Executive Functioning in Children and Adolescents with ADHD and Disruptive Behavior Disorders

| December 1, 2022

by Rosa Elena Ulloa Flores, MD, PhD; Ricardo Díaz Sánchez, BS;  Francisco R. de la Peña, MD, MS; Marcos F. Rosetti Sciutto, PhD; Lino Palacios Cruz, MD, PhD; and Pablo Mayer Villa, MD, MS 

Dr. Ulloa Flores is with Hospital Psiquiátrico Infantil Dr. Juan N. Navarro, in México City, México. Mr. Díaz Sánchez is with Arete Proyectos in México City, México. Drs. de la Peña and Palacios Cruz are with Instituto Nacional de Psiquiatría Ramón de la Fuente Muñiz, in México City, México. Dr. Rosetti Sciutto is with Instituto de Investigaciones Biomédicas, Universidad Nacional Autónoma de México, in México City, México. Dr. Mayer Villa is with Departamento de Ciencias de la Salud en la División de Ciencias Biológicas y de la Salud, Universidad Autónoma Metropolitana Lerma in Lerma de Villada, México.

Funding: Funding was provided by a university grant from Universidad Nacional Autónoma de México (GAP-PAPIIT-IA202617).

Disclosures: The authors have no conflicts of interest relevant to the content of this article.

Innov Clin Neurosci. 2022;19(10–12):16–18.


Objective: The goal was to compare the impairment on executive functions in children and adolescents with attention deficit hyperactivity disorder (ADHD) alone and with comorbid oppositional defiant disorder (ODD), conduct disorder (CD), or both (ADHD+ODD+CD).

Design: A total of 162 patients were diagnosed with the Mini International Neuropsychiatric Interview for Children and Adolescents (MINI-KID), and the results of their performances in Behavior Rating Inventory of Executive Function (BRIEF) and the Tower of London (ToLo) were compared.

Results: Patients with only ADHD showed less impairment in the BRIEF domains and were younger than those with ADHD+CD; the latter group showed a better performance in the time-related domains of ToLo. Patients with ADHD+ODD+CD did not present a consistently worse cognitive performance.

Conclusion: The cognitive performance of patients with ADHD and externalizing disorders seems to vary according to the types of specific comorbid diagnoses, rather than the number of externalizing comorbidities.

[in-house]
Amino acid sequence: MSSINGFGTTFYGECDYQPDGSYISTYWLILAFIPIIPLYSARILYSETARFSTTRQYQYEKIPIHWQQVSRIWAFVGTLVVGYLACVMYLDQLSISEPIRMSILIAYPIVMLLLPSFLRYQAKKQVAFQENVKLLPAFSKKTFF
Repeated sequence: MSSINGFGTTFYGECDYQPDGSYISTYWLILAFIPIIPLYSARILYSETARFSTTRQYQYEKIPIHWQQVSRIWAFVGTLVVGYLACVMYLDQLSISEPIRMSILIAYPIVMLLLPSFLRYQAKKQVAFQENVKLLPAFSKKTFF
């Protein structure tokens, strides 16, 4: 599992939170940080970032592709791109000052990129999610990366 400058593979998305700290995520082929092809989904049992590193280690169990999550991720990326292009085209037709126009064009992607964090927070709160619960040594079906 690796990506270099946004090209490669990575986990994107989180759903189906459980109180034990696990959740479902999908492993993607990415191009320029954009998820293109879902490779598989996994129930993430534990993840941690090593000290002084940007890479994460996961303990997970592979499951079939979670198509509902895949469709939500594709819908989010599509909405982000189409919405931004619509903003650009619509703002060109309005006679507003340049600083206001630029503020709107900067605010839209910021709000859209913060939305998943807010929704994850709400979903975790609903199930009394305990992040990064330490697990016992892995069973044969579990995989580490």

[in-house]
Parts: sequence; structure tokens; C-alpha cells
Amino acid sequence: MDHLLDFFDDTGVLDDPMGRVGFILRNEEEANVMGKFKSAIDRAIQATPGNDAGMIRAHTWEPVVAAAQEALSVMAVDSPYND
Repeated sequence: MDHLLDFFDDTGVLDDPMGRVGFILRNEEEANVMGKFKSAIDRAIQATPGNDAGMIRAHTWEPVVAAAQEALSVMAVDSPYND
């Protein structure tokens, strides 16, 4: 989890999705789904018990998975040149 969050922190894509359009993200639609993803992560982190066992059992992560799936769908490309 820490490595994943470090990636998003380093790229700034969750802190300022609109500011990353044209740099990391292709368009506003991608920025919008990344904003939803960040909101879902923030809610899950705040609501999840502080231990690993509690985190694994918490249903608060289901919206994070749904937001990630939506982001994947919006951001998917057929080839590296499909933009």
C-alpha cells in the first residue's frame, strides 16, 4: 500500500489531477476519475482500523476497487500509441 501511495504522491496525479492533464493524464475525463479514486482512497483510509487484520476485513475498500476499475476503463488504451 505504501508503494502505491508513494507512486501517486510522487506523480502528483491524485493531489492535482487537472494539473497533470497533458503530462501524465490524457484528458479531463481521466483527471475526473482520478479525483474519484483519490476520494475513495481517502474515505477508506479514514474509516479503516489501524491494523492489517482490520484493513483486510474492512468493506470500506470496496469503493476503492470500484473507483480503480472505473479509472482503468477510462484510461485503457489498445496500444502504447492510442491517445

Keywords: ADHD, externalizing disorders, BRIEF, ToLo, comorbidity

Oppositional defiant disorder (ODD) and conduct disorder (CD) are among the most common comorbid conditions in children and adolescents with attention deficit hyperactivity disorder (ADHD). ODD is present in about 1 in 2 children with ADHD, while CD can be found in 1 in every 4 to 5 children with ADHD.1,2

Some studies suggest that co-occurrence of ADHD and ODD/CD substantially worsens psychosocial outcome, compared to the presence of any of these disorders on their own.3 In terms of cognitive performance, children with ADHD+CD obtained lower scores in the Wisconsin Card Sorting Test, and adolescents with ADHD+ODD and ADHD+CD exhibited more deficits in verbal working memory, response inhibition, and other executive functions than those with ADHD alone.4–6

The introduction of the Diagnostic and Statistical Manual of Mental Disorders, 5th Edition (DSM-5) allowed clinicians to simultaneously establish the diagnoses of ODD and CD.7 This allows for the possibility to determine the independent and joint impact of an ODD and/or CD comorbidity with ADHD, which currently remains unexplored. The present study aimed to compare cognitive function across groups of children and adolescents with ADHD with and without comorbid externalizing disorders. We expected the group with ADHD+ODD+CD to show worse performance in cognitive tasks.


The protocol was approved by the internal review board of the Juan N. Navarro Children’s Psychiatric Hospital in Mexico City, Mexico (approval number 33, 2016). Written informed assent and consent were obtained from all participants and their parents. 

We studied a sample of children and adolescents with a confirmed diagnosis of ADHD who had no pharmacological treatment and were attending school at the time of their evaluation; the patients were excluded if they had comorbid psychosis, a pervasive developmental disorder, or motor disability. Participants were recruited at the Hospital Psiquiátrico Infantil Dr. Juan N. Navarro in Mexico City from May 2012 to June 2018. All participants were first evaluated in the outpatient service, where ADHD was first diagnosed. Then, they were referred to a research team member to confirm ADHD diagnosis and determine the presence of comorbid disorders.